World Education Services (WES) is a non-profit social enterprise dedicated to helping international students, immigrants, and refugees achieve their educational and career goals in the United States and Canada. The weekly roundup includes research, stories, and events of interest to the Canadian immigration and settlement community. This content has been created by WES and is reproduced here with their permission, in partnership.
Non-permanent residents in Canada: Portrait of a growing population from the 2021 Census (Stats Canada)
Non-permanent residents (NPRs) are individuals from another country with a 'usual' place of residence in Canada. These include asylum claimants, those who arrive to work or study temporarily, as well as their family members who also fall under this status. Based on recent data from the 2021 census, there are 924,850 non-permanent residents (NPRs) in Canada, making up nearly 2.5 percent of the population. Nearly one third of recent immigrants to Canada have previously lived in the country as NPRs through work or study permits or as asylum claimants before immigrating. Currently, NPR with only work permits were the largest segment of the NPR population (40.1) percent, roughly double the proportion of NPRs with a study permit (21.9). Nine in ten NPRs reside in large urban centers in the most populous provinces across Canada including Ontario (42.9), Quebec (22.2), and British Columbia (18.5). Looking further at demographic segments, younger people make up a significant proportion of non-permanent resident populations. In 2021, approximately three in five NPRs were young adults between the ages of 20 to 34 years (60.1) when compared to recent immigrants (37.3) and the rest of the Canadian population (18.4). India and China are the top places of birth for NPRs with almost two in five being born in one of these two countries. Haiti, Nigeria, and Columbia were among the top ten place of birth for asylum claimants. In general, NPRs aged 15 and older report higher rates of educational attainment (47.8) when compared to the rest of the population (26.1). Asylum claimants aged 15 years and older had the lowest rates of educational attainment, with about half not completing post-secondary education, with the second-highest rate of unemployment amongst NPRs.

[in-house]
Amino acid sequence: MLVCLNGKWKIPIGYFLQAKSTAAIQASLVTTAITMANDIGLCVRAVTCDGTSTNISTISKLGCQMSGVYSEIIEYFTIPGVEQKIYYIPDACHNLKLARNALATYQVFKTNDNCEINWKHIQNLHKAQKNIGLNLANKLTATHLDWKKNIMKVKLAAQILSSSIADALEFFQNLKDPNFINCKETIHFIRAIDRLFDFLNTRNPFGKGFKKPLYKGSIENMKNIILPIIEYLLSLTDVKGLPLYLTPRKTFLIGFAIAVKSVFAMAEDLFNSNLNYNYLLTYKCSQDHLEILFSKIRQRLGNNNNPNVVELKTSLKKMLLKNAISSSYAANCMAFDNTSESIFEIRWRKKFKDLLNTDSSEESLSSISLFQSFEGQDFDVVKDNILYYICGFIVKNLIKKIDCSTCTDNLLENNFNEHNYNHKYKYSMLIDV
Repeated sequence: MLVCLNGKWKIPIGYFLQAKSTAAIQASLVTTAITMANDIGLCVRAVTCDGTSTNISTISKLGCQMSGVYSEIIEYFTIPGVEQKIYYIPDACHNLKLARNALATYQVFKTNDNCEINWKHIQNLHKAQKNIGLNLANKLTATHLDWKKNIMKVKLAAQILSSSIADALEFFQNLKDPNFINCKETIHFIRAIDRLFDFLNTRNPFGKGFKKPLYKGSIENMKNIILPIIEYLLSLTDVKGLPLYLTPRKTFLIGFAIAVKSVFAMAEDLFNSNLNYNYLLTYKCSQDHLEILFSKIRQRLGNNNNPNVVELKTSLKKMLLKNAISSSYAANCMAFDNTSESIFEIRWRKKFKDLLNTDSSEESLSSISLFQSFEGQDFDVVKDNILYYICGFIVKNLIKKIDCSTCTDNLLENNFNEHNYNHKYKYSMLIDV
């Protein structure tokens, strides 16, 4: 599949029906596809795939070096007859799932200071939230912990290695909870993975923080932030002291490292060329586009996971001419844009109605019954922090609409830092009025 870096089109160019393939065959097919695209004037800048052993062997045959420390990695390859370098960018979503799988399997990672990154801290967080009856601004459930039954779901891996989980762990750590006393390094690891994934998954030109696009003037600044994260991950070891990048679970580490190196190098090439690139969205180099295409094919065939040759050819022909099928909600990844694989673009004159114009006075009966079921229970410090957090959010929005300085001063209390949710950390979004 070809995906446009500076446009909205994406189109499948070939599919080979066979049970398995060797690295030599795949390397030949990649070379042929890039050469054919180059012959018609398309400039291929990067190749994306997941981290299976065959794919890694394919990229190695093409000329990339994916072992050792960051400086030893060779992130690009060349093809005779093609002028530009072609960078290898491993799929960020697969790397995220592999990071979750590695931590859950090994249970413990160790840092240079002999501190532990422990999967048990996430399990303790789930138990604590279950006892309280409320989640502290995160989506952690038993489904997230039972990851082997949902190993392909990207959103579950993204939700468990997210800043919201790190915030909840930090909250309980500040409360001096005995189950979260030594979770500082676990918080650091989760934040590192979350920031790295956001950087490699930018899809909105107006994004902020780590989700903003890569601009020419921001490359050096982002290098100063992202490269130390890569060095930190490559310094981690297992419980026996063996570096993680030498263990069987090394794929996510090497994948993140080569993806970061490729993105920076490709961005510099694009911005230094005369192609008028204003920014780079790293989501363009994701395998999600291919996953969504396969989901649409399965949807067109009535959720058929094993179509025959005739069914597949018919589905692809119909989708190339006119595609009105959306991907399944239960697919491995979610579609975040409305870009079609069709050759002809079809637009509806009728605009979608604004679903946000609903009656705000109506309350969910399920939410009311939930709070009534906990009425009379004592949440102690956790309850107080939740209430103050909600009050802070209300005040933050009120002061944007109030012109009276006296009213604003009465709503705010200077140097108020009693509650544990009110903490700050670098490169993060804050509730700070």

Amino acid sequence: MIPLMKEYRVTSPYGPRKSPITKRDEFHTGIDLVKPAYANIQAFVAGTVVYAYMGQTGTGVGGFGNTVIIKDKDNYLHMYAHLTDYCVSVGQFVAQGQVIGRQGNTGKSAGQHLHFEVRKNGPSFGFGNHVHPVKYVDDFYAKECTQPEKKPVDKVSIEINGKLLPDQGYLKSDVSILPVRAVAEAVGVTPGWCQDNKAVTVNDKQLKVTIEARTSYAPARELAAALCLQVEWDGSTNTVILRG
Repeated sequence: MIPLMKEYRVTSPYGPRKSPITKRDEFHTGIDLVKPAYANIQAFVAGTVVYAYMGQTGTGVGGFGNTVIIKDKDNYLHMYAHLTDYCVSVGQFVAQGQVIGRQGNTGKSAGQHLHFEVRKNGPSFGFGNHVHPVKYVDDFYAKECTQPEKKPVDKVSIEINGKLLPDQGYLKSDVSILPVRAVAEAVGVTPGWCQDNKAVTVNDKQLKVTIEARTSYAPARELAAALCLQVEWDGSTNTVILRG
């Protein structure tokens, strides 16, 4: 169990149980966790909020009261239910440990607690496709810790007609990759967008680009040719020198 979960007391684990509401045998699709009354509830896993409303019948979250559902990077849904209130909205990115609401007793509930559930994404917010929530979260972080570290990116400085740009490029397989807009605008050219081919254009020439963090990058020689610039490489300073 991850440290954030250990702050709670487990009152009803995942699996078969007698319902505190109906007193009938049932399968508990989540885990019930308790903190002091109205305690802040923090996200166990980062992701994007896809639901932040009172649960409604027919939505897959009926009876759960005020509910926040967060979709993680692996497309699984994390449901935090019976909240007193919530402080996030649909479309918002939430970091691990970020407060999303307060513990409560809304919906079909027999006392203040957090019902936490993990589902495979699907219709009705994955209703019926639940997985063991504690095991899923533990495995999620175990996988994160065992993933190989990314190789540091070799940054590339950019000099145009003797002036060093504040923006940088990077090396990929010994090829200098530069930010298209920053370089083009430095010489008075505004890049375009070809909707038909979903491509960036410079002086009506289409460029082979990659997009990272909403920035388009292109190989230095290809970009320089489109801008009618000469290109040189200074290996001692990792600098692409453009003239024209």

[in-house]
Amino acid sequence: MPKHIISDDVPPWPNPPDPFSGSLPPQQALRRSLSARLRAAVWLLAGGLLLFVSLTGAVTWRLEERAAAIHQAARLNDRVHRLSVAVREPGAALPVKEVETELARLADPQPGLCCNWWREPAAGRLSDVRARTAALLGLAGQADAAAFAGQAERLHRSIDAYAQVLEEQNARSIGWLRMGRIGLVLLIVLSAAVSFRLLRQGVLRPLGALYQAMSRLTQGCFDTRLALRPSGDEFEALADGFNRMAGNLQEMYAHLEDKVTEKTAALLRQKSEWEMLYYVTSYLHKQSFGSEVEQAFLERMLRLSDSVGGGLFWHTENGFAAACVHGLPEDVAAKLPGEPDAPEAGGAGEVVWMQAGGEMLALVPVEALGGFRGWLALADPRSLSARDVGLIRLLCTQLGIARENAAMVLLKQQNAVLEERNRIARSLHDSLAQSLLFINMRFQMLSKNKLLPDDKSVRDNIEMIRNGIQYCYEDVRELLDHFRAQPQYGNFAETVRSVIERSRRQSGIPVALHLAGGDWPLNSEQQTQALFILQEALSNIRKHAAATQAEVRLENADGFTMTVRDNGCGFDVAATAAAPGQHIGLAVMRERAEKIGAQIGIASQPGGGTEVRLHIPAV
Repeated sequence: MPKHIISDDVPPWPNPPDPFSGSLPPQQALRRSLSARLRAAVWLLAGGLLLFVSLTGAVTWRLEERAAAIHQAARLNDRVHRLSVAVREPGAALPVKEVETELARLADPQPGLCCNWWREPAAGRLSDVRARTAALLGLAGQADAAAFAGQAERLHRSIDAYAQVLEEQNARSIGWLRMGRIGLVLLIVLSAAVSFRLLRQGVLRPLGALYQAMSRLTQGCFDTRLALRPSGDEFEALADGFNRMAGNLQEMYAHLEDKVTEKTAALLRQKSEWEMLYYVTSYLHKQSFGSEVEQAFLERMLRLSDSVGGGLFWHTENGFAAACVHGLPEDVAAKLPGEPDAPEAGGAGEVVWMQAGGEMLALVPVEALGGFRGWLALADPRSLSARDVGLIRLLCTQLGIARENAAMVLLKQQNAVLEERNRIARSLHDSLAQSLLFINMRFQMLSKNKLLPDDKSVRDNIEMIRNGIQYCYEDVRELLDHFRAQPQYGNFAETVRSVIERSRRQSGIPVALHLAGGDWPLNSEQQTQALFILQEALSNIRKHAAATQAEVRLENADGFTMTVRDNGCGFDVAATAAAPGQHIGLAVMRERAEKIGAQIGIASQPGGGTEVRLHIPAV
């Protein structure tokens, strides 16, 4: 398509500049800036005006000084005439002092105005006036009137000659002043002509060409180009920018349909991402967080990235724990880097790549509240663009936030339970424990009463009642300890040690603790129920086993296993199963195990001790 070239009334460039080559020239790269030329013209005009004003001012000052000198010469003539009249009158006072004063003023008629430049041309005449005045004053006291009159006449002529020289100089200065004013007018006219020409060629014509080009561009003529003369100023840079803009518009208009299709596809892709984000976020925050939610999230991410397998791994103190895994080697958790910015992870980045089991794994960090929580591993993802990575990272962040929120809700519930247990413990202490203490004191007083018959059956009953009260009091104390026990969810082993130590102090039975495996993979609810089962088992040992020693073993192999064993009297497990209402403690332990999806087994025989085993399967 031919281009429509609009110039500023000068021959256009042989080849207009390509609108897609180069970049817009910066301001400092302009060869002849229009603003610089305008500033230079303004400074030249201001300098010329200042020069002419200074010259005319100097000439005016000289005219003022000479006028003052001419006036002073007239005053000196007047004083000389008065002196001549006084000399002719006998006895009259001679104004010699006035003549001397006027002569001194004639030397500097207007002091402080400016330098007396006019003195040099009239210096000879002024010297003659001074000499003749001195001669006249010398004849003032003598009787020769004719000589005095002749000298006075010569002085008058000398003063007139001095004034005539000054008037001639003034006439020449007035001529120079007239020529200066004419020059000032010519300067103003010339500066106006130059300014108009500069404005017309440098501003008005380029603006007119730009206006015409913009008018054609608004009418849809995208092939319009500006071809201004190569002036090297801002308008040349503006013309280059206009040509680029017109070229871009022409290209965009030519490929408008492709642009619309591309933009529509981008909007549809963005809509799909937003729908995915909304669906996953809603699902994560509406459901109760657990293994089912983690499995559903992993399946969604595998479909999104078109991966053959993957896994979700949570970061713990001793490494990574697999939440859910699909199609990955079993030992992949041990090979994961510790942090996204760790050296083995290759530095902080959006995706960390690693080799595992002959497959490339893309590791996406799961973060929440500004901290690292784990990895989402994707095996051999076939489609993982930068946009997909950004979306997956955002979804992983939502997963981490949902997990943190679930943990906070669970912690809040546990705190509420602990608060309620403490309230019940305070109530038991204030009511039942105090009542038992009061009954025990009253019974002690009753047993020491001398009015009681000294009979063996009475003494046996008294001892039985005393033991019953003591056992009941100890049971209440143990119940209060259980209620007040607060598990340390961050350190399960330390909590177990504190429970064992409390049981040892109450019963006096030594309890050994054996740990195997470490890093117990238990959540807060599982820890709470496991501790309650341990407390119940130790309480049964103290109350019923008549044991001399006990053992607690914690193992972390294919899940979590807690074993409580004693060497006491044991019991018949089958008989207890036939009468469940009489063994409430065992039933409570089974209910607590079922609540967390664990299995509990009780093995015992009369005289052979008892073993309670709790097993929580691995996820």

B.C. international students are the new temporary foreign workers, stuck without work in their fields: survey (BIV News)
British Columbia boasts the second highest number of students to remain in the province despite having the lowest rate of permanent residency offers to international students. Exploring this unexpected dynamic, a new unpublished survey interviewed 1300 international students to find that most international students who paid more for their education than domestic students and obtained a bachelor’s degree did not seek permanent residence in Canada within 10 years. Regardless of their permanent residency status, international students struggle with both education and employment. International students pay up to five times more than domestic students in tuition fees. They also have a restrictive 20-hour work week for a job unrelated to their paid studies, and are left with financial struggles to handle on top of their academic responsibilities. As a result of the findings, researchers have made recommendations to Immigration, Refugees and Citizenship Canada (IRCC), post-secondary institutions, and the provincial government of B.C. Such recommendations include the IRCC permitting international students to take breaks, that post-secondary schools provide employment and career counselling to international students, and that the B.C. government pay attention to employers seeking to exploit graduated international students in the labour market.